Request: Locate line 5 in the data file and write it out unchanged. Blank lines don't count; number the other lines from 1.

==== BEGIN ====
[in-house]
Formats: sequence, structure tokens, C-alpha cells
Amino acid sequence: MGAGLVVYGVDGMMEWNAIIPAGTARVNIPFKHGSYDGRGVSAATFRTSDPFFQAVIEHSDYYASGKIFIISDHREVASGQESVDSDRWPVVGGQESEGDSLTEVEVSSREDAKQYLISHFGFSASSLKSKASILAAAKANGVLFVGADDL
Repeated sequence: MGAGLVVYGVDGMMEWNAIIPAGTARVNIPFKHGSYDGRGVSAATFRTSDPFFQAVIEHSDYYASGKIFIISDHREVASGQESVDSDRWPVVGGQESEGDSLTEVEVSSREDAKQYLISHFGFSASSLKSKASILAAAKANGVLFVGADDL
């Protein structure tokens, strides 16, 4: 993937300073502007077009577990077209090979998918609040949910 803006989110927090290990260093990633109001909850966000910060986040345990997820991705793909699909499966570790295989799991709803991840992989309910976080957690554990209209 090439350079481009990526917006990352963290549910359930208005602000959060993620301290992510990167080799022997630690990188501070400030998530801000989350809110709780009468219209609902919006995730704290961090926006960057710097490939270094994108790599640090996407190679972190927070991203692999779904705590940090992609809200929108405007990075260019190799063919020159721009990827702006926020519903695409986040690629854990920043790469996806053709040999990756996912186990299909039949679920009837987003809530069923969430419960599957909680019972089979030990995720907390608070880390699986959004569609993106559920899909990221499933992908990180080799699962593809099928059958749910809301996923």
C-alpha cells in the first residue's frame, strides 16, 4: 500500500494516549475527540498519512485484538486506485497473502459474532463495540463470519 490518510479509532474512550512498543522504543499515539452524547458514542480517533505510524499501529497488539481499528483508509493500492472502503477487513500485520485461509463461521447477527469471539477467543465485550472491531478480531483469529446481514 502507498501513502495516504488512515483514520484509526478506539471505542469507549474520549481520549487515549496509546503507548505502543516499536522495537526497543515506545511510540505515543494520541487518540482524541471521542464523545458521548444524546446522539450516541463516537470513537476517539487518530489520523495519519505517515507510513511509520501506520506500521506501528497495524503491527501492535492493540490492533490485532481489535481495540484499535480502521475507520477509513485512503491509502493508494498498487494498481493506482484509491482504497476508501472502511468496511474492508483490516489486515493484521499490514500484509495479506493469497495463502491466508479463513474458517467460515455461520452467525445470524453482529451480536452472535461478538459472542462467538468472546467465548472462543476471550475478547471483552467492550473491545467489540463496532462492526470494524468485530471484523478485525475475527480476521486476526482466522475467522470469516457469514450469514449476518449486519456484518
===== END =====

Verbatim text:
């Protein structure tokens, strides 16, 4: 993937300073502007077009577990077209090979998918609040949910 803006989110927090290990260093990633109001909850966000910060986040345990997820991705793909699909499966570790295989799991709803991840992989309910976080957690554990209209 090439350079481009990526917006990352963290549910359930208005602000959060993620301290992510990167080799022997630690990188501070400030998530801000989350809110709780009468219209609902919006995730704290961090926006960057710097490939270094994108790599640090996407190679972190927070991203692999779904705590940090992609809200929108405007990075260019190799063919020159721009990827702006926020519903695409986040690629854990920043790469996806053709040999990756996912186990299909039949679920009837987003809530069923969430419960599957909680019972089979030990995720907390608070880390699986959004569609993106559920899909990221499933992908990180080799699962593809099928059958749910809301996923």